We learn in this season of hope that we have a loving and generous God who lavishly pours out love, grace, and peace on us!
When we think about “The Way of Hope” in Advent I think about the message of of John the Baptist whose ministry echo’s Isaiah’s text, “A voice crying the the wilderness, prepare the way of the Lord.”
For American Protestant Christians “prepare” seems to mean an ever increasing flurry of activities and plans during the Advent Christmas season. But almost every Advent/Christmas I find myself asking, Have I/we taken on too much? Have we over planned and over scheduled this season? Have we mistaken the call to “prepare the way” with being busy rather than preparing our own hearts? Are just filling our lives with “doing” and failing at “being?”
We’ve made advent about all the things we need or want to do before Christmas from shopping for presents, to decorating, planning myriads of events, and in the life of the church many meetings about what we plan for in the coming year.
But in all our planning and preparing for activities, we may be failing to actually prepare ourselves for the hope in Jesus Christ that God calls us to.
Instead of every day being the burden of more busyness, what if during Advent we chose some ways to just BE.
Some ways to do that could be to adopt a practice or practices (not too many!) that help us just to be in God’s presence and in the presence of people we care about. Consider during Advent trying one of the following:
- Weather allowing, take a walk each day and enjoy the falling leaves
- Have a cup of coffee with a friend you’ve not seen in a long time
- Read the birth stories of Jesus from Matthew and/or Luke
- As part of a daily time with God sit in silence for 5, 10 or 15 minutes and just listen for the still small voice of God.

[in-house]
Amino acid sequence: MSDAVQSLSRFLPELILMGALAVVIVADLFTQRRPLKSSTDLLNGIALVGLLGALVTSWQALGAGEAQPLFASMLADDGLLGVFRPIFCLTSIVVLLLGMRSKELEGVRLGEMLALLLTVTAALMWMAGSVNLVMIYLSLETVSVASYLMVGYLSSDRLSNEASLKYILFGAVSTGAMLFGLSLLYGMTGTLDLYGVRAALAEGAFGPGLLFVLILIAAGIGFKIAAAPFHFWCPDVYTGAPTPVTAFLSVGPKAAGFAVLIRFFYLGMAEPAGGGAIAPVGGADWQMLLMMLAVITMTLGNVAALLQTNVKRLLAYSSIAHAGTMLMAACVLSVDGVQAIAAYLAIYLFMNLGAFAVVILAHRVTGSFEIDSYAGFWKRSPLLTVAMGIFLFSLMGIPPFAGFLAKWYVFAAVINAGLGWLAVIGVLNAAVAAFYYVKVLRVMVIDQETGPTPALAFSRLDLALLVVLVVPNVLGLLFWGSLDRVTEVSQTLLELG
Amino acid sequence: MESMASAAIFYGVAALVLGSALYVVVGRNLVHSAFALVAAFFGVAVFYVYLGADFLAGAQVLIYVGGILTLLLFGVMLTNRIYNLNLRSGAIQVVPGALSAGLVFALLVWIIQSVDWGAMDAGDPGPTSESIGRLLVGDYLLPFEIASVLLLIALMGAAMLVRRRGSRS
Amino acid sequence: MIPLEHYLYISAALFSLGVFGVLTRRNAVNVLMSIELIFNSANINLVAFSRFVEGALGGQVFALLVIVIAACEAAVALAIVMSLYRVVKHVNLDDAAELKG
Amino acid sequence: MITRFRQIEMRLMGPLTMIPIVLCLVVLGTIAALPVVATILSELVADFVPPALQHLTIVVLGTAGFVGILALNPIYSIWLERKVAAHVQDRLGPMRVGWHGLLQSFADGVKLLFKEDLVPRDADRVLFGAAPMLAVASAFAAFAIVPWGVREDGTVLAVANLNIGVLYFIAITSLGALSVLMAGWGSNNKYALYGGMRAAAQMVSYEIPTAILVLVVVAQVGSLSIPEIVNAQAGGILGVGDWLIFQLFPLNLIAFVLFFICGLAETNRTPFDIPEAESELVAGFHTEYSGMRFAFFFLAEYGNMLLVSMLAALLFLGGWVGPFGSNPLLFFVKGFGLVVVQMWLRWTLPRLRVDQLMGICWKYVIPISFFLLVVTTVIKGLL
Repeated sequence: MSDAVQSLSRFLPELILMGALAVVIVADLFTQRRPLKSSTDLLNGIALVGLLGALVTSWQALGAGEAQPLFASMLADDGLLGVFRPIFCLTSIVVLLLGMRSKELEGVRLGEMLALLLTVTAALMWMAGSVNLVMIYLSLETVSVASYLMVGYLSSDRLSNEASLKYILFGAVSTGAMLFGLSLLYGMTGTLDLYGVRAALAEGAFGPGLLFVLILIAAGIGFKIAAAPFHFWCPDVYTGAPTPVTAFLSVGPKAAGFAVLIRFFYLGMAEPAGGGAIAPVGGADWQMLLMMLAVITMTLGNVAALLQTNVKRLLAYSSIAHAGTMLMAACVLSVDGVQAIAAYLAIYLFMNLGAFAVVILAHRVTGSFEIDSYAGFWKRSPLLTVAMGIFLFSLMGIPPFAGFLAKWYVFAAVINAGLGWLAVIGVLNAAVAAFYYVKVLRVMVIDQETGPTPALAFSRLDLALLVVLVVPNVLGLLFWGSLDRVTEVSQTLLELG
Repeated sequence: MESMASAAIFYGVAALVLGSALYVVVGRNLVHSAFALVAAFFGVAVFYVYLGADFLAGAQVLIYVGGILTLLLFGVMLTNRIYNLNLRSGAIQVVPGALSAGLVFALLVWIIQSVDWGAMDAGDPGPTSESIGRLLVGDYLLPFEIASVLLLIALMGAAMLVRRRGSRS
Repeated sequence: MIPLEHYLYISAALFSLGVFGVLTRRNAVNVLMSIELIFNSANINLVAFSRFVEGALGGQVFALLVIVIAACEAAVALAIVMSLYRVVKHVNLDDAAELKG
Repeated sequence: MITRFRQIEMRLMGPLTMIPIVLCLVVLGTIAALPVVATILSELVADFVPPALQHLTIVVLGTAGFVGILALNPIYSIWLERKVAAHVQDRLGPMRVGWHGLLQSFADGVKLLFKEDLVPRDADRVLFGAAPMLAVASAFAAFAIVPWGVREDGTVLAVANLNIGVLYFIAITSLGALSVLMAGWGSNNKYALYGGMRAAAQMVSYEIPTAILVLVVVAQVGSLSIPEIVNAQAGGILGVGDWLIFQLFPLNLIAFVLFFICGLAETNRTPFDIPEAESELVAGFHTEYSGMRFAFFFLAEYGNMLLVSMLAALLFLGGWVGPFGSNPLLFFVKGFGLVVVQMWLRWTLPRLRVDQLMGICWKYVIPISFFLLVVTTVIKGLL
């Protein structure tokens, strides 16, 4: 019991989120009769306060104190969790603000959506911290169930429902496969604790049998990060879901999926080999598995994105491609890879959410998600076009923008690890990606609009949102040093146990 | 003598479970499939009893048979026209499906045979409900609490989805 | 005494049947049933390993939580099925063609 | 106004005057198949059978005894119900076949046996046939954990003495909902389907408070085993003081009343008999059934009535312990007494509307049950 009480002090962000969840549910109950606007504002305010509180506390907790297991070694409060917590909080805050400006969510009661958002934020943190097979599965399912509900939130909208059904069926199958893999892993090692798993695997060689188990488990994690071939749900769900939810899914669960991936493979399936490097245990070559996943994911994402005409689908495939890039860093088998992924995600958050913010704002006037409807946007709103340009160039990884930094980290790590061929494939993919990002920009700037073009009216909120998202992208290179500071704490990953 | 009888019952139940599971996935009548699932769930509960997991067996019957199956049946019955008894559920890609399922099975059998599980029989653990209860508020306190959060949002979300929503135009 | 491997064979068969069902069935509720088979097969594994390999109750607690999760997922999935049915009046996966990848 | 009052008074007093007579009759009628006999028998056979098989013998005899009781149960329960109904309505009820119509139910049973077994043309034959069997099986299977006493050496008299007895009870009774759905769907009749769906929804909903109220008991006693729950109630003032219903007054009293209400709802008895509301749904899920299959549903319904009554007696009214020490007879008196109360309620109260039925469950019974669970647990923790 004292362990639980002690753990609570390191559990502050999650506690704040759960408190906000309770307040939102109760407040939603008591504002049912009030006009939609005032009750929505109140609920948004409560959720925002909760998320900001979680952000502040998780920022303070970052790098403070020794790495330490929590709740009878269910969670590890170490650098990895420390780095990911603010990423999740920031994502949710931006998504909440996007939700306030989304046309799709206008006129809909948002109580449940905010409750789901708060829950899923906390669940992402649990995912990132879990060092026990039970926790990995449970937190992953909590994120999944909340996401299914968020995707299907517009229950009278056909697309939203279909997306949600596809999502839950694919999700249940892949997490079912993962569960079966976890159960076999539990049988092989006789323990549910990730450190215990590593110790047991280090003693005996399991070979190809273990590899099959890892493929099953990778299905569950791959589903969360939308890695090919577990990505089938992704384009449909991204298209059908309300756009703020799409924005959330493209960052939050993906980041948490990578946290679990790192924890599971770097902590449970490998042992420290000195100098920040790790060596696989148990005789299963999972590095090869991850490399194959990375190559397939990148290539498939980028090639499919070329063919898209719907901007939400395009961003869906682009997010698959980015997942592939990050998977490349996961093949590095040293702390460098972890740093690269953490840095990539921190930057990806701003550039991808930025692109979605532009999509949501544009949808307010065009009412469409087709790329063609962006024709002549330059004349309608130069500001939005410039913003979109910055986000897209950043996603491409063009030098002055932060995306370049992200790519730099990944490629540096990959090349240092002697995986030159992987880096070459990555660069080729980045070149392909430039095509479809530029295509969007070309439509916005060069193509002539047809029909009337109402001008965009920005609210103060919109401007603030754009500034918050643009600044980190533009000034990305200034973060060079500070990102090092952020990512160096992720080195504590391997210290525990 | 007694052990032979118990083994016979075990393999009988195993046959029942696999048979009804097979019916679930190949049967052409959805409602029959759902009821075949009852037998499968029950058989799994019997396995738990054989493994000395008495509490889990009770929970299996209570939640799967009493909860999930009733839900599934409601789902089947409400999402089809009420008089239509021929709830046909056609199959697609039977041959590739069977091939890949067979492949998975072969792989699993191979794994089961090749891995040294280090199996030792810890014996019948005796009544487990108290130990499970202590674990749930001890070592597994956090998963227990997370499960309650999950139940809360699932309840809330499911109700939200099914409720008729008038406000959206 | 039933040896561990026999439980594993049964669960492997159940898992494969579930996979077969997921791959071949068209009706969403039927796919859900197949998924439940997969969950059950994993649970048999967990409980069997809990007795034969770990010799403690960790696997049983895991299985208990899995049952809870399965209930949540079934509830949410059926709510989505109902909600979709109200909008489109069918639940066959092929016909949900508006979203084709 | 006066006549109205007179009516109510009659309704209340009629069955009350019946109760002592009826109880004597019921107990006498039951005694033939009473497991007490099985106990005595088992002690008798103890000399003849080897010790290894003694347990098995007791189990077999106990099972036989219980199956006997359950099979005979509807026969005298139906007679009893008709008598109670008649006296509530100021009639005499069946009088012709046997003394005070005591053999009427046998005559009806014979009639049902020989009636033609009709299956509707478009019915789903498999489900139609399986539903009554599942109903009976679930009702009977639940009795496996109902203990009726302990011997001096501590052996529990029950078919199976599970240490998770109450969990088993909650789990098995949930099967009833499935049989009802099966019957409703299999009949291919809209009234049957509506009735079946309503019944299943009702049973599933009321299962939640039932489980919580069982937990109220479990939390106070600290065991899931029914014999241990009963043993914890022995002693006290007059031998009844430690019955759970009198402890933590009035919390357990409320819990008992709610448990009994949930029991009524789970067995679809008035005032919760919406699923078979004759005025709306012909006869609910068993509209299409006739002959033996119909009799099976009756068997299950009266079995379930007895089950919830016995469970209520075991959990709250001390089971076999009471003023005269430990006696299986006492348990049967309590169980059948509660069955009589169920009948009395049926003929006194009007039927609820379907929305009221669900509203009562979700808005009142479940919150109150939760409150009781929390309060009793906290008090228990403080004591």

- Say “no” to some event or activity that will feel like it will overload your schedule.
- Try a new/different devotional practice.
In the Advent season we are reminded that we are children of God. We do not have to do more to be God’s children. We do not have to be busier to be God’s children. We just ARE God’s children. In this season of Advent let us find time to just be in the presence of God and know that our God is the way that leads to life!
This Sunday is the first Sunday of Advent. Advent is a time of preparation, hope and anticipation. This first Sunday we will gather in worship to think about what it means for us to hope by anticipating for future God is preparing for us.
The scripture for Sunday is Luke 21:25-36. In this passage of scripture we read about the earth shaking, people fainting in terror and fearing for the future. But in the midst of that fear Jesus tells them not to be afraid but instead to anticipate the work of God. “When these things begin stand up and lift your heads, because your redemption is near.”
We live in a time of history where people have a lot of fears. We have national and political division in the news every day. We hear every day about strife, war and division in other nations. We see division, fighting and struggle in our own United Methodist Church family as we struggle with differences of theology around human sexuality. How can we be a people who love and care for each other even when we disagree with each other?
Just when we might want to despair. Just when we might feel like there is no hope is when the hope and light of Christ breaks in and shines the brightest. Jesus would say to us not to be bowed down by our fears and anxieties. Jesus would tell us, like the lilies of the field, not to be worried about tomorrow. Don’t bow your heads in fear, instead stand up! Stand up! because through the coming of Christ into this world your redemption draws near. The light is coming, it prepares to dawn. And the coming of the dawn, the coming of the Son rise brings us hope and joy!
O come, O come, Emmanuel
And ransom captive Israel
That mourns in lonely exile here
Until the Son of God appear.
Rejoice! Rejoice! Emmanuel
Shall come to thee, O Israel.